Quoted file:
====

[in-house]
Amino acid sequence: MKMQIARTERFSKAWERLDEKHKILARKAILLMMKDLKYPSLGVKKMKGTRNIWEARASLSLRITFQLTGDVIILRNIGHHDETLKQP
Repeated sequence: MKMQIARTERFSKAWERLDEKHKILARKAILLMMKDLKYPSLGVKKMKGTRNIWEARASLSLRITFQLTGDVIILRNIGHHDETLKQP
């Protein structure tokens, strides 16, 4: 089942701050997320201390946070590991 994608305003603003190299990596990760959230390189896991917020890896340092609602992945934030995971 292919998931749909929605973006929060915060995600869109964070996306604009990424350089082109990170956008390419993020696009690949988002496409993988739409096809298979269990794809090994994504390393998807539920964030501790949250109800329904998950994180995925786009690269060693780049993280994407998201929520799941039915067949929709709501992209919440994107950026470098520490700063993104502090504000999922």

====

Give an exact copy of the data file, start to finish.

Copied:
[in-house]
Amino acid sequence: MKMQIARTERFSKAWERLDEKHKILARKAILLMMKDLKYPSLGVKKMKGTRNIWEARASLSLRITFQLTGDVIILRNIGHHDETLKQP
Repeated sequence: MKMQIARTERFSKAWERLDEKHKILARKAILLMMKDLKYPSLGVKKMKGTRNIWEARASLSLRITFQLTGDVIILRNIGHHDETLKQP
């Protein structure tokens, strides 16, 4: 089942701050997320201390946070590991 994608305003603003190299990596990760959230390189896991917020890896340092609602992945934030995971 292919998931749909929605973006929060915060995600869109964070996306604009990424350089082109990170956008390419993020696009690949988002496409993988739409096809298979269990794809090994994504390393998807539920964030501790949250109800329904998950994180995925786009690269060693780049993280994407998201929520799941039915067949929709709501992209919440994107950026470098520490700063993104502090504000999922």